It is often taken as gospel that the higher prices of food that has been “sustainably” farmed is a reflection of the “true cost” of food. As for myself, I haven’t questioned this particular piece of dogma either.
Until now. Not that I am rejecting the entire proposition. But I am thinking about the implied corollary to this statement, which is that if “sustainable” food captures the “true cost” of food, then it must be paying “true value” for all of its inputs.
Which is why this article caught my eye. I applaud the initiative of the people described in the article; indeed I can see myself in their shoes. (I traded a career and a chunk of home equity to get into the farming business at age 35, the twilight of “young”.) But the article describes them earning $7 to $9 per hour, and in one instance working a month for free, since the farm could not pay them.
What is striking to me is that these wages are less then is commonly paid in my corner of California for farm labor, most of whom it is safe to say are not college educated. So is $7 to $9 per hour really the “true value” of farm labor? If that is the case, than Southern California farmers are apparently benevolent, rather than exploitative as is often charged.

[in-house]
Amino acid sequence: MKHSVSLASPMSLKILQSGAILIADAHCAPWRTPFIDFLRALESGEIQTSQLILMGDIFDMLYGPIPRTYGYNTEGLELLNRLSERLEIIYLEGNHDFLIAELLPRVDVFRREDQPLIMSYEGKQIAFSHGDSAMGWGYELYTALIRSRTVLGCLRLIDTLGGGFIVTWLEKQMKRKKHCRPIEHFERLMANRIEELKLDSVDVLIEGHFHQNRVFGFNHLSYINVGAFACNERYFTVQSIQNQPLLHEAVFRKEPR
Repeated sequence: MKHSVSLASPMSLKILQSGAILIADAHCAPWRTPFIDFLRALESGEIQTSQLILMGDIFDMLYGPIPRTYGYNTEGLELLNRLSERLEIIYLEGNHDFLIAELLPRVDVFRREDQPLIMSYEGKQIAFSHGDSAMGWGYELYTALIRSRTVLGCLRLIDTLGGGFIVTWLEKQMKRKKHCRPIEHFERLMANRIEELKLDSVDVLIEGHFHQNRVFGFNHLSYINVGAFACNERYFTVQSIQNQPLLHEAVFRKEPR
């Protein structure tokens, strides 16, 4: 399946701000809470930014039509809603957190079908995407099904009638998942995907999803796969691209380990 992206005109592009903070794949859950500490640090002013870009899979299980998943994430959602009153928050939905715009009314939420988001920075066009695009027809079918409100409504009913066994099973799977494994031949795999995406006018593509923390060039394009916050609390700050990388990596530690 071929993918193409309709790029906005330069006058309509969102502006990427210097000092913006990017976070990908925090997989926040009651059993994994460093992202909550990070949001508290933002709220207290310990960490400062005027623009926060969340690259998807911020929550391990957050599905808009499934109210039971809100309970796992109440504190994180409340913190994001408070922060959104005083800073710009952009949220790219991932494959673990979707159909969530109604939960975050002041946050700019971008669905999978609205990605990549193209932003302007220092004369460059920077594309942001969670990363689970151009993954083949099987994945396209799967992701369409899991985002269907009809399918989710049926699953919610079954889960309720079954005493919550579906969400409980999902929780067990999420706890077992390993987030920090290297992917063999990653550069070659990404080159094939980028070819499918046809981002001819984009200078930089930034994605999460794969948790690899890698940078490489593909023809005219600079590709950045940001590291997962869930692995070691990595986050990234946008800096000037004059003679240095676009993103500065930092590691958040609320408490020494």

The difference is that these neo-farmers are driven by passion, while for most farmworkers, the job is just a paycheck. So the question becomes, does this really mark a path toward sustainability? Like any industry, agriculture benefits from new minds and fresh energy, so this is a good thing. On the other hand, this newly found source of cheap labor, while “renewable”, is probably very finite. Will this resource last? Will the many small farms that rely on this type of labor continue to be able to attract volunteers as their model is adopted on wider scales?
In the long term, we will have to come face to face with two unpleasant truths.
Firstly, farming is not and generally has never been, aspirational. Sadly the history of mankind is the tale of people inventing ever more clever ways to get away from the farm. (A more detailed reflection on this point here.)
Secondly, much of the toil in agriculture is confined to entry level jobs that require few skills, no higher education, and in some cases, not even literacy in the prevailing language of the region. Such jobs are unlikely ever to pay very well, whether the worker holds a master’s degree or a green card.